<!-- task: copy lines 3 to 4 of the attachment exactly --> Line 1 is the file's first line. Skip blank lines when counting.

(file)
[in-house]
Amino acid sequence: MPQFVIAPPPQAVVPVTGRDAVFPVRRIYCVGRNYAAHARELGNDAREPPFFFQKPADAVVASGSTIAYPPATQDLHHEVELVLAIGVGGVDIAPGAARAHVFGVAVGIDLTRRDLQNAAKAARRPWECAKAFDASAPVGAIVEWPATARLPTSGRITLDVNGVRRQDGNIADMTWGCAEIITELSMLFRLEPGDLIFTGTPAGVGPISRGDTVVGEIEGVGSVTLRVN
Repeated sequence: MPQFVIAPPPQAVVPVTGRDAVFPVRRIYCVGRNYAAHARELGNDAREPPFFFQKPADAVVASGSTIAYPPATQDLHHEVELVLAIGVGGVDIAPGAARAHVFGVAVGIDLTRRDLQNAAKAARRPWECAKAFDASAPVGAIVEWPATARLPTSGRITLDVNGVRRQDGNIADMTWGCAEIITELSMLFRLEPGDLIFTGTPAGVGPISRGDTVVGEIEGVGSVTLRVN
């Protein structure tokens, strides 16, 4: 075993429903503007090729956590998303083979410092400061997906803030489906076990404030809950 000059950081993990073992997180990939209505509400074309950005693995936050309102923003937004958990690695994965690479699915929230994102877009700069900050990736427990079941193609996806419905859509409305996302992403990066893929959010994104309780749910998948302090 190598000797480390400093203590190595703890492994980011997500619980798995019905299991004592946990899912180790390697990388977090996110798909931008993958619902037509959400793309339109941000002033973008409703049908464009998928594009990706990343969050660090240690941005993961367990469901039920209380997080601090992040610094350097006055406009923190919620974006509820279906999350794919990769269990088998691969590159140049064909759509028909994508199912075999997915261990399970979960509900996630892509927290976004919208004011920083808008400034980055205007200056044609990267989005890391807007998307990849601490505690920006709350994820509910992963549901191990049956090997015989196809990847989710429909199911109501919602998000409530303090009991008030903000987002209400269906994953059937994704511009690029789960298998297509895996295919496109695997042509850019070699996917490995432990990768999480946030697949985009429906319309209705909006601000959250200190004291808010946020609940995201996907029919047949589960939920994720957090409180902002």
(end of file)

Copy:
Repeated sequence: MPQFVIAPPPQAVVPVTGRDAVFPVRRIYCVGRNYAAHARELGNDAREPPFFFQKPADAVVASGSTIAYPPATQDLHHEVELVLAIGVGGVDIAPGAARAHVFGVAVGIDLTRRDLQNAAKAARRPWECAKAFDASAPVGAIVEWPATARLPTSGRITLDVNGVRRQDGNIADMTWGCAEIITELSMLFRLEPGDLIFTGTPAGVGPISRGDTVVGEIEGVGSVTLRVN
């Protein structure tokens, strides 16, 4: 075993429903503007090729956590998303083979410092400061997906803030489906076990404030809950 000059950081993990073992997180990939209505509400074309950005693995936050309102923003937004958990690695994965690479699915929230994102877009700069900050990736427990079941193609996806419905859509409305996302992403990066893929959010994104309780749910998948302090 190598000797480390400093203590190595703890492994980011997500619980798995019905299991004592946990899912180790390697990388977090996110798909931008993958619902037509959400793309339109941000002033973008409703049908464009998928594009990706990343969050660090240690941005993961367990469901039920209380997080601090992040610094350097006055406009923190919620974006509820279906999350794919990769269990088998691969590159140049064909759509028909994508199912075999997915261990399970979960509900996630892509927290976004919208004011920083808008400034980055205007200056044609990267989005890391807007998307990849601490505690920006709350994820509910992963549901191990049956090997015989196809990847989710429909199911109501919602998000409530303090009991008030903000987002209400269906994953059937994704511009690029789960298998297509895996295919496109695997042509850019070699996917490995432990990768999480946030697949985009429906319309209705909006601000959250200190004291808010946020609940995201996907029919047949589960939920994720957090409180902002």